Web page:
Could someone with a food allergy possibly breathe something they are allergic to and have a reaction with hives? My son is allergic to something so we have been avoiding a lot of the most common allergens but is still breaking out in hives.
Allergist: Finding the cause of recurrent hives is very elusive and in these cases an allergist is best qualified to do the investigation. The offending agent could be internal or external including temperature change, exercise, etc. While waiting for the allergist's appointment, the pediatrician may prescribe an antihistamine for symptom relief. ...Read more
My son can eat peanut butter sandwiches, but the second he eats nuts, he has itchy ears and itchy throat. Does this count as an allergy?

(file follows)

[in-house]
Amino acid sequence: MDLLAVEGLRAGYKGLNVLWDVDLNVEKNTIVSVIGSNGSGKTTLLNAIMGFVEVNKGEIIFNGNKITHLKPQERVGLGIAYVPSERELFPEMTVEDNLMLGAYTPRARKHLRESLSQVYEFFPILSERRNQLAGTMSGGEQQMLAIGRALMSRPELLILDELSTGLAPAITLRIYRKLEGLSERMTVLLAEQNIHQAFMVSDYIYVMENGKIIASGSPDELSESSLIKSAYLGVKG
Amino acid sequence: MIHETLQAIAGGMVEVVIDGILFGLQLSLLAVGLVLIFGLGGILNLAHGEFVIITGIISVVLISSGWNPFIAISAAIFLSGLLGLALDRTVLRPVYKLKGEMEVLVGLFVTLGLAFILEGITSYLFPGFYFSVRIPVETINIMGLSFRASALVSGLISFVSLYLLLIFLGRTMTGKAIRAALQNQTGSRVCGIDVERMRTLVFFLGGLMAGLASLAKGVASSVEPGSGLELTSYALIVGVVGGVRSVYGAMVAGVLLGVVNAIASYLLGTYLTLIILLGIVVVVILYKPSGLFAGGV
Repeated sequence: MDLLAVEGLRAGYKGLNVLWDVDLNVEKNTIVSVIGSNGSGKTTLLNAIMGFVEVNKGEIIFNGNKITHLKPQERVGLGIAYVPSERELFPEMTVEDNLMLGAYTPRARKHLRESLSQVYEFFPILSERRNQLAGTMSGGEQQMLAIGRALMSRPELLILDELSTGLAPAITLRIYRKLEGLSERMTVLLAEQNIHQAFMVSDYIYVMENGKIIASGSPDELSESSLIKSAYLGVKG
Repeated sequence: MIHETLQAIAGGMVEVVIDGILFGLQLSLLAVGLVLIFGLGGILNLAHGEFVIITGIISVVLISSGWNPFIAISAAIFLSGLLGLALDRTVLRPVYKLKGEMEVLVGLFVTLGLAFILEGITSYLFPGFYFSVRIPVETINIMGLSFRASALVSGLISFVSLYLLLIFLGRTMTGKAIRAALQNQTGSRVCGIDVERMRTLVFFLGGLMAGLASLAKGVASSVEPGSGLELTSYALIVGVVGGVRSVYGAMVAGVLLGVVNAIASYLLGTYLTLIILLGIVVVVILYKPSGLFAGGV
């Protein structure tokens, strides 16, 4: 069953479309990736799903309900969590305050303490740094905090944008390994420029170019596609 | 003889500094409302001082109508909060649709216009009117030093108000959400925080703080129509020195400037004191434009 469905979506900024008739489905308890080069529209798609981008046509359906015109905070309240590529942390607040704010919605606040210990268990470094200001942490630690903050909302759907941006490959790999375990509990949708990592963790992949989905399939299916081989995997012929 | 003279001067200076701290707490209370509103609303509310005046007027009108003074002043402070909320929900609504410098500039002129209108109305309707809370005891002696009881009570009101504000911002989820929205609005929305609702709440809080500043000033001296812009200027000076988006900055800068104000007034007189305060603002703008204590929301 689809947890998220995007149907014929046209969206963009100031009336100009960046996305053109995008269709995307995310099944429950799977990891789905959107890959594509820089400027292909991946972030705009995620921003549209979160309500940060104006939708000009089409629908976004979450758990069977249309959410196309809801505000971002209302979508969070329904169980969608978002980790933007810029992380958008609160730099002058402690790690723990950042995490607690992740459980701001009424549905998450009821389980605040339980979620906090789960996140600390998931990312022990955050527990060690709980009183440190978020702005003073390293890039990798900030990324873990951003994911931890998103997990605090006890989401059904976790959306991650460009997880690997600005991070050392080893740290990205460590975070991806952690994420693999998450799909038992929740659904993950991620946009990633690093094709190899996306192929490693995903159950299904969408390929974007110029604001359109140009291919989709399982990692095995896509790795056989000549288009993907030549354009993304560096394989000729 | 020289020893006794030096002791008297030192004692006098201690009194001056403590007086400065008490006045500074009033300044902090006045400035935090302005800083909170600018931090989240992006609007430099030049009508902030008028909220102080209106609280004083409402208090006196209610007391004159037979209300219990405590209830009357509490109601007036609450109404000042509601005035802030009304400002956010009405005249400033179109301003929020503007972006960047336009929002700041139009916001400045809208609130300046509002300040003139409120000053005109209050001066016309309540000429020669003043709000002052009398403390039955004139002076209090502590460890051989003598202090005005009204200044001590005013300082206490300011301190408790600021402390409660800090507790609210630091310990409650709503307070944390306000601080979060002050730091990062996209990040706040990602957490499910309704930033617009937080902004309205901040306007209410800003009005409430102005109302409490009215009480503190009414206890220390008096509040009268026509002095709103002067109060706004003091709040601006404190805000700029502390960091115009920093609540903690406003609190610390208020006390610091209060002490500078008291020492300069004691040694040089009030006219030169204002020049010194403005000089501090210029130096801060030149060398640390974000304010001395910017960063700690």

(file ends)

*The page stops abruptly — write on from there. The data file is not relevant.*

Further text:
Different allergens: Peanut and tree nut allergens are different. I would recommend your son be evaluated with specific allergy testing. ...Read more
Is a class 3 peanut allergy something to worry over? My son is 3 and he has been having some tummy problems. His GI ordered some blood work for food allergies. It came back as a class 3 peanut allergy. A week before he had a skin test for allergies and al
Workup/mgt: I would suggest avoiding all peanut products including peanut oil and observing whether the symptoms resolve. The test called a CAP test can then be repeated at that time. Children who are allergic to one food may be allergic to other allergens as well. There was a study that indicated faucets in public and at schools are one source of peanut contamination, so the surfaces should be cleaned. ...Read more
Yes: It may happen.Get a more detailed answer ›
Sort of: The less exposure, the better. If he is genetically predisposed to develop a cat allergy, there is enough cat dander in the environment that he probably will. However, the more exposure he has, such as going for daycare in a home with cats, or - worse - bringing a cat into the home to live with him, the more likely he is to develop a cat allergy, and the worse the symptoms will become. ...Read more